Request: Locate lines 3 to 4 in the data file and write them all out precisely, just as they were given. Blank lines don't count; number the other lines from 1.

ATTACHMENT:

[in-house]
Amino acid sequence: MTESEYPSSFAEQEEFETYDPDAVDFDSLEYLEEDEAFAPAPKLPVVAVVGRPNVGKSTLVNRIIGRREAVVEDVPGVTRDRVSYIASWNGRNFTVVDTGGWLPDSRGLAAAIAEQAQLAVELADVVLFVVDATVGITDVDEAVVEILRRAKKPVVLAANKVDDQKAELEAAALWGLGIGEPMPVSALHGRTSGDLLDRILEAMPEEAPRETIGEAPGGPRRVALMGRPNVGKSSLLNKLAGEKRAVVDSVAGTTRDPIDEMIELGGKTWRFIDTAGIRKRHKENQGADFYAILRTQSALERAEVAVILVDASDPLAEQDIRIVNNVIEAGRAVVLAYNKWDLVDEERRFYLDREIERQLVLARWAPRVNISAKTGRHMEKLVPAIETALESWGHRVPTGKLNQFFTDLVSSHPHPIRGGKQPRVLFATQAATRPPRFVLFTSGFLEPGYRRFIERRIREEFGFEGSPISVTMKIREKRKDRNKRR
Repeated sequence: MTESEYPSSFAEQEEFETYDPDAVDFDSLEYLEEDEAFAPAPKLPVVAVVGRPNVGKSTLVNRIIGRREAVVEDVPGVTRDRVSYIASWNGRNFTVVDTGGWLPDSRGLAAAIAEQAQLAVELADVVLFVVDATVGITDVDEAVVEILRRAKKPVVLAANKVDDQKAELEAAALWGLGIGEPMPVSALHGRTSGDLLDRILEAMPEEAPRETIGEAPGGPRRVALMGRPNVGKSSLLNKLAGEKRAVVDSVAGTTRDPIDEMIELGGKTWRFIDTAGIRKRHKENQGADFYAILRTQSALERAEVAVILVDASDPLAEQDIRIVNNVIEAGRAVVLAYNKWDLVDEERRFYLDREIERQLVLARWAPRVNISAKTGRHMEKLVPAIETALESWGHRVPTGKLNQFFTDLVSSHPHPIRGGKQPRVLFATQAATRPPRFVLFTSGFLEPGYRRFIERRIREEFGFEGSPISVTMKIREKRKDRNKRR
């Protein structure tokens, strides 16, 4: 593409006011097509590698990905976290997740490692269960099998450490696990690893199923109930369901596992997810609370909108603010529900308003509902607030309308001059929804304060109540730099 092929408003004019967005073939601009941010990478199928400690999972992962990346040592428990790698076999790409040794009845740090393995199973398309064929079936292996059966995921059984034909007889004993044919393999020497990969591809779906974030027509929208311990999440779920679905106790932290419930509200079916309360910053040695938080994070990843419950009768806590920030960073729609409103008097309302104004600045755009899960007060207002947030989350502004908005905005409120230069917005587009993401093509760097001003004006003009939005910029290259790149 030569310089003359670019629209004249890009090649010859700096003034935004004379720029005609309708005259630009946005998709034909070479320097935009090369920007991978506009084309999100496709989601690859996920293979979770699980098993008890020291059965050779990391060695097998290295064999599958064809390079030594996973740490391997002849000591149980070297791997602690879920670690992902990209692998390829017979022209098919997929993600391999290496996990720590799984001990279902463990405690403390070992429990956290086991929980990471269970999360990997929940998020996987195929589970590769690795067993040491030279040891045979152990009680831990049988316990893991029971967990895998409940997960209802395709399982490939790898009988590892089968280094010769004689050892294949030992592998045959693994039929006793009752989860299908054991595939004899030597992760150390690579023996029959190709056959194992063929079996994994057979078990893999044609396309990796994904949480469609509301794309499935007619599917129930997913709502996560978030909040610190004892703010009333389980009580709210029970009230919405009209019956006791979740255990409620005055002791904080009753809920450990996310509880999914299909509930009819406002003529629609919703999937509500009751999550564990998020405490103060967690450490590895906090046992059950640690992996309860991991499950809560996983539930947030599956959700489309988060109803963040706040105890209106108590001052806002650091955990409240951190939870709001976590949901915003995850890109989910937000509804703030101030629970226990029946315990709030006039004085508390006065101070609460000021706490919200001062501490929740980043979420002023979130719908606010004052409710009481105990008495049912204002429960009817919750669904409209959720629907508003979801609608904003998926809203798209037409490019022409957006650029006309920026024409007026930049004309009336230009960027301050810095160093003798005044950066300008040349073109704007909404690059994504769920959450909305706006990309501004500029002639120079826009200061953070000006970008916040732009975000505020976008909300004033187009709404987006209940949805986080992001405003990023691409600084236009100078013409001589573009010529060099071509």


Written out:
Repeated sequence: MTESEYPSSFAEQEEFETYDPDAVDFDSLEYLEEDEAFAPAPKLPVVAVVGRPNVGKSTLVNRIIGRREAVVEDVPGVTRDRVSYIASWNGRNFTVVDTGGWLPDSRGLAAAIAEQAQLAVELADVVLFVVDATVGITDVDEAVVEILRRAKKPVVLAANKVDDQKAELEAAALWGLGIGEPMPVSALHGRTSGDLLDRILEAMPEEAPRETIGEAPGGPRRVALMGRPNVGKSSLLNKLAGEKRAVVDSVAGTTRDPIDEMIELGGKTWRFIDTAGIRKRHKENQGADFYAILRTQSALERAEVAVILVDASDPLAEQDIRIVNNVIEAGRAVVLAYNKWDLVDEERRFYLDREIERQLVLARWAPRVNISAKTGRHMEKLVPAIETALESWGHRVPTGKLNQFFTDLVSSHPHPIRGGKQPRVLFATQAATRPPRFVLFTSGFLEPGYRRFIERRIREEFGFEGSPISVTMKIREKRKDRNKRR
């Protein structure tokens, strides 16, 4: 593409006011097509590698990905976290997740490692269960099998450490696990690893199923109930369901596992997810609370909108603010529900308003509902607030309308001059929804304060109540730099 092929408003004019967005073939601009941010990478199928400690999972992962990346040592428990790698076999790409040794009845740090393995199973398309064929079936292996059966995921059984034909007889004993044919393999020497990969591809779906974030027509929208311990999440779920679905106790932290419930509200079916309360910053040695938080994070990843419950009768806590920030960073729609409103008097309302104004600045755009899960007060207002947030989350502004908005905005409120230069917005587009993401093509760097001003004006003009939005910029290259790149 030569310089003359670019629209004249890009090649010859700096003034935004004379720029005609309708005259630009946005998709034909070479320097935009090369920007991978506009084309999100496709989601690859996920293979979770699980098993008890020291059965050779990391060695097998290295064999599958064809390079030594996973740490391997002849000591149980070297791997602690879920670690992902990209692998390829017979022209098919997929993600391999290496996990720590799984001990279902463990405690403390070992429990956290086991929980990471269970999360990997929940998020996987195929589970590769690795067993040491030279040891045979152990009680831990049988316990893991029971967990895998409940997960209802395709399982490939790898009988590892089968280094010769004689050892294949030992592998045959693994039929006793009752989860299908054991595939004899030597992760150390690579023996029959190709056959194992063929079996994994057979078990893999044609396309990796994904949480469609509301794309499935007619599917129930997913709502996560978030909040610190004892703010009333389980009580709210029970009230919405009209019956006791979740255990409620005055002791904080009753809920450990996310509880999914299909509930009819406002003529629609919703999937509500009751999550564990998020405490103060967690450490590895906090046992059950640690992996309860991991499950809560996983539930947030599956959700489309988060109803963040706040105890209106108590001052806002650091955990409240951190939870709001976590949901915003995850890109989910937000509804703030101030629970226990029946315990709030006039004085508390006065101070609460000021706490919200001062501490929740980043979420002023979130719908606010004052409710009481105990008495049912204002429960009817919750669904409209959720629907508003979801609608904003998926809203798209037409490019022409957006650029006309920026024409007026930049004309009336230009960027301050810095160093003798005044950066300008040349073109704007909404690059994504769920959450909305706006990309501004500029002639120079826009200061953070000006970008916040732009975000505020976008909300004033187009709404987006209940949805986080992001405003990023691409600084236009100078013409001589573009010529060099071509």